One of the advantages of the diode-to-fiber coupling scheme described here as opposed to the more prevalent commercial approach, in which individual "fiberlets" are butt-coupled to emitting apertures and then rebundled into a single larger fiber, is the flexibility and robustness of the package. The technology using the individual butt-coupled fiberlets requires a precision alignment of the fiberlets to the emitting apertures and generally leads to a sealed unit in which the laser diode array and fiberlets cannot be easily separated if it becomes necessary to replace either the diode or the fiber. The present invention allows the use of an SMA coupled fiber that can be quickly and easily replaced using its socketed connector. This is advantageous for medical applications where it may be necessary to replace the fiber on a routine basis. Additionally, in the present invention, the entire laser diode array can be removed and serviced easily and quickly because it does not require the precision alignment that characterizes the fiberlet approach to coupling. Thus, a single unit can provide multiple wavelengths at different times by simply swapping in and out different diode stacks.
A device utilizing the design shown in FIG. 3 has delivered 22 W of CW 690 nm radiation at the end of the fiber. This particular piece of hardware was built for a photodynamic therapy (PDT) application. Additional applications of such units are anticipated in the field of material processing where it is envisioned they could deliver ˜50 W of CW radiation using AIGaAs or InGaAs laser diode arrays. Because of the non-zero divergence of the microlens-conditioned laser diode source in both the fast axis and slow axis direction, the scalability of our approach is essentially limited to the stack array size described here (5 mm×5 mm aperture) for the 1 mm core, large numerical aperture fibers used.
The microchannel cooler technology is disclosed in U.S. Pat. No. 5,105,429, which is incorporated herein by reference. The laser diode array includes a plurality of planar packages and active cooling. The laser diode array may be operated in a long duty cycle, or in continuous operation. A laser diode bar and a microchannel heat sink are thermally coupled in a compact, thin planar package having the laser diode bar located proximate to one edge. In an array, a number of such thin planar packages are secured together in a stacked configuration, in close proximity so that the laser diodes are spaced closely. The cooling means includes a microchannel heat sink that is attached proximate to the laser bar so that it absorbs heat generated by laser operation. To provide the coolant to the microchannels, each thin planar package comprises a thin inlet manifold and a thin outlet manifold connected to an inlet corridor and an outlet corridor. The inlet corridor comprises a hole extending through each of the packages in the array, and the outlet corridor comprises a hole extending through each of the packages in the array. The inlet and outlet corridors are connected to a conventional coolant circulation system. The laser diode array with active cooling has application as an optical pump for high power solid state lasers. Further, it can be incorporated in equipment such as communications devices and active sensors, and in military and space applications, and it can be useful in applications having space constraints and energy limitations.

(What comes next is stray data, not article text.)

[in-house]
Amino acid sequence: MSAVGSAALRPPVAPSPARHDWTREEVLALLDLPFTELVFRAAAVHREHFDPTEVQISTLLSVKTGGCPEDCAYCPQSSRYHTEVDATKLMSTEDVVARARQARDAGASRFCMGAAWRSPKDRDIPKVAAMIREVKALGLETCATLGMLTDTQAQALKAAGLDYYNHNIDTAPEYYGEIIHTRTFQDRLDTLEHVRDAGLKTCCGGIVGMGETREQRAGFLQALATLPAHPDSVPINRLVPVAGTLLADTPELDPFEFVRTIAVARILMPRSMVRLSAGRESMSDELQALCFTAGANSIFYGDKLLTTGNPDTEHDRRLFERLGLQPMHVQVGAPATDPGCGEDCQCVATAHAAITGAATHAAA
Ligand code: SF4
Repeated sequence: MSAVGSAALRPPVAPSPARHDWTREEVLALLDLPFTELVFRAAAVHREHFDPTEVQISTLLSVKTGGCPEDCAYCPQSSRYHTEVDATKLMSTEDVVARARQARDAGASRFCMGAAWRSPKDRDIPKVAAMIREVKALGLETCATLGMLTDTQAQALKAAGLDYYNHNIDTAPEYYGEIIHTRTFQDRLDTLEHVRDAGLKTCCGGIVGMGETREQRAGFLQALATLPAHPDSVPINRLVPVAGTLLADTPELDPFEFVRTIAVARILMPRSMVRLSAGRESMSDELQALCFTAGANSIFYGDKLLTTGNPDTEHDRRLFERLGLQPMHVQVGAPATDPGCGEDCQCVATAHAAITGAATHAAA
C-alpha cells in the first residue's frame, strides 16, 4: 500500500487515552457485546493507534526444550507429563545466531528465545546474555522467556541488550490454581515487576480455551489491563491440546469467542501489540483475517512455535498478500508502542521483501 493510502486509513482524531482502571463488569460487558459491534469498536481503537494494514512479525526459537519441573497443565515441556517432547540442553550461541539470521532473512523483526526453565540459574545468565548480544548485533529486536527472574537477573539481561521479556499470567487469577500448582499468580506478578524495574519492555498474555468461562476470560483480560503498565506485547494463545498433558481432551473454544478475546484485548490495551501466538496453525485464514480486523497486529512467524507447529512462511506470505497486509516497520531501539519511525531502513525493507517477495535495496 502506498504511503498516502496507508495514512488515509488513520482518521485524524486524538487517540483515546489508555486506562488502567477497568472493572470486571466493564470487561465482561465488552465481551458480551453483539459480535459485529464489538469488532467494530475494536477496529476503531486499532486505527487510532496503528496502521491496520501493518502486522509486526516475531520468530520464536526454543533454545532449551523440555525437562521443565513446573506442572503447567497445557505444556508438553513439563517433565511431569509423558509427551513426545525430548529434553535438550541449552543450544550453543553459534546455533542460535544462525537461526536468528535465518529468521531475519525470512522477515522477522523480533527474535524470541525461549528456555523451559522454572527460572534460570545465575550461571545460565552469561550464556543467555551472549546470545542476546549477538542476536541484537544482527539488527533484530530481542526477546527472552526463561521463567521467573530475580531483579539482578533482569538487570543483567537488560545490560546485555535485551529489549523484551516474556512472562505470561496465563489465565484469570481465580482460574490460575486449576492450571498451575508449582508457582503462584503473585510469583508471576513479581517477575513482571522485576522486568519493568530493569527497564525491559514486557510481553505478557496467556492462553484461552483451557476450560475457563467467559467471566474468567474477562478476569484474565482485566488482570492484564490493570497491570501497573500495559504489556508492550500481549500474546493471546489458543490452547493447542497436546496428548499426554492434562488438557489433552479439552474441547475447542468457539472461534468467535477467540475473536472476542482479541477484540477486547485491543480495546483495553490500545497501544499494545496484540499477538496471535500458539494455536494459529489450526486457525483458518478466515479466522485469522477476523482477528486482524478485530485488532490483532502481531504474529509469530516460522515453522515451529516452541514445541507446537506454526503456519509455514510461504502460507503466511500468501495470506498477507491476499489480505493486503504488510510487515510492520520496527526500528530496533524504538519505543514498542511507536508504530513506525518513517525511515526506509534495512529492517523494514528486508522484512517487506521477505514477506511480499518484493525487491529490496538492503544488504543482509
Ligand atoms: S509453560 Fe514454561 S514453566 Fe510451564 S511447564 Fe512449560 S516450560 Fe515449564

One embodiment of the laser diode array used in this invention comprises a compact, thin planar package including a laser diode bar and cooling means internal to the package. Electric current is provided to the laser diode bar by a conventional electric current source. The laser diode bar is positioned proximate to the edge so that emitted laser light is substantially unobstructed by the top surface. Coolant such as water is circulated through the package by a conventional coolant circulation system. Coolant enters the package through an inlet corridor, and exits through an outlet corridor.